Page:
That's not worth. It's not worth it for your vehicle and certainly not worth it for your life and where you're going to get. We can tell you from our drive in on the Gulf Freeway, several car lots along the bayous here, some cars were high and dry but many of them you can imagine were sitting down there in the water.

This is the last in the line here. Trying to get people out of their vehicles, out of the neighborhood and hopefully loaded up into safety. This is kind of the last in the line here with the fire and rescue operations down here.

Again, three boats that we know of from this location in the water. Told by firefighters that they are having the same problem the rest of us are and that is trying to get around.

If you don't have to get out, I wouldn't. And there is, frankly, no reason to be out at 3:00 in the morning.


PAUL: All right. Thank you to Ryan Korsgard there with KPRC.

But we want to get to an area we didn't expect necessarily to talk about.


PAUL: Everybody's eyes were so focused on Corpus Christi but Rockport, Texas, is where things were devastated by the hurricane itself as it came on shore.

BLACKWELL: Yes. The Houston is getting the worst of the rain. Rockport got the worst of the wind.

Let's go now to Nick Valencia who's there. Show us what you're seeing, Nick.

VALENCIA: Well, block after block here in of Rockport, this community of about 10,000 people just has been hit so hard. It took a direct hit from the Category 4 hurricane Hurricane Harvey here coming through with winds of estimated 120, 130 miles per hour.

I'm standing at what was once a local eatery and craft store and somehow the velocity of that wind brought someone's mattress here to the front entrance. Behind me here another store, a jewelry store owned by a local resident here, Ruben Sazon. He has been here for about 15 years and told me that he doesn't have insurance and somehow yesterday while we were interviewing him he was able to keep a smile -- and you get the sense from talking to the people here, Victor and Christi, that they are going to be OK. [06:40:04]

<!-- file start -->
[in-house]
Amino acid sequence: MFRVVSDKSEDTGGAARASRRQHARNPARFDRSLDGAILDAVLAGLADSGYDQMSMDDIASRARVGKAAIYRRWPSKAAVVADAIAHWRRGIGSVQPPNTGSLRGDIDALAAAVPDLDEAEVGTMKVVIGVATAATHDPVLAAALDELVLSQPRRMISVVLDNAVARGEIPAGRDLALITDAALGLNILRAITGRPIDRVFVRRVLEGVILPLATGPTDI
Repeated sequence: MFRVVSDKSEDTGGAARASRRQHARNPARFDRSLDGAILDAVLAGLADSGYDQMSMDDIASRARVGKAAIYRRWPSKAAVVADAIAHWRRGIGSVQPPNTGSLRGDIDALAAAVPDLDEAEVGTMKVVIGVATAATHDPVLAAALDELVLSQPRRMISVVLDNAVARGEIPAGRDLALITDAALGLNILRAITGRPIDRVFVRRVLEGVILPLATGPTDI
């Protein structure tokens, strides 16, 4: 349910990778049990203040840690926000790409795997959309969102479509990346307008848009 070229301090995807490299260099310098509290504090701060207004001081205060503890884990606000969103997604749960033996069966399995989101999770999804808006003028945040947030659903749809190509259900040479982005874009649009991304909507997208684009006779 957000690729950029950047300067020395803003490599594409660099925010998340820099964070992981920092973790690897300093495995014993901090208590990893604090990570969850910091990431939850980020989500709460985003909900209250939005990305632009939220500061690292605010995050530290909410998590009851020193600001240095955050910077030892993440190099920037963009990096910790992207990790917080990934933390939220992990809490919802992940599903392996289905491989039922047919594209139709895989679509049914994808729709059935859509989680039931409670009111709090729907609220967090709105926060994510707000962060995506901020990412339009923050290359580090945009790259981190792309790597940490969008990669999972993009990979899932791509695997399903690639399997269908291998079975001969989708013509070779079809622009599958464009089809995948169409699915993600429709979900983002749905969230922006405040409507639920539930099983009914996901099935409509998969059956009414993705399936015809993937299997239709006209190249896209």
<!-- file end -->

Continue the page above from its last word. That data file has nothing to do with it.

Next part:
This is a community that is, without question, a very tight-knit community, a generational community. People here have lived here six, seven generations. And they say that they wanted to stay.

Sixty percent -- an estimated 50 to 60 percent of the town decided to stick out the storm despite a mandatory evacuation. Such an ominous warning here by the local leadership. In fact at one point before the storm hit, they told local residents who decided to stay to write their name on their forearm and their Social Security in case first responders had to recover their body.

But they decided to stay anyway because they said they wanted to help out their neighbors. They wanted to be in a position in case people needed them to help out.

There is some nominal signs of progress this morning. However small, they are inching towards getting back to normal.

On our way in this morning we didn't notice any road blocks. The road were cleared and they were not flooded like they were yesterday. As a matter of fact as I'm talking, something we should speak to, there is no rain, there is no wind here today.

All of that seems has moved a little bit north towards Houston. That seems to be the most hard-hit area right now.

This area though it will take some time to recover. Obviously, no time line but you can only imagine block after block as I mentioned, Victor and Christi, looks exactly like this. So you could only assume that it's going to take weeks, if not months, for things to get back to a sense of normalcy -- Victor and Christi.

PAUL: Yes.

BLACKWELL: Quite a long time. Nick Valencia for us there in Rockport. Nick, thank you so much.

PAUL: We appreciate it.

And do stay with us. We've got some new pictures coming in of what is happening in Houston. A very difficult situation there this morning.

More than a thousand rescues. Three hundred of them we are told by the police department there just water -- high vehicle water rescues from people who were choosing to try to drive through this.

See more in a moment. Stay close.



BLACKWELL: All right. A live look here. This is our affiliate KTRK. We just kind of bumping (ph) in using their live shot here to show you just the amount of water there. You see a car that has been stranded. I'm told this is alongside a river.

And that is a hotel parking lot. If this times out well, she will swing around and show you all of the traffic that is on that overpass there.

Some cars parked there and some with their emergency lights on. They should be able to -- or there at least being asked to stay off the roads. Again that's KTRK.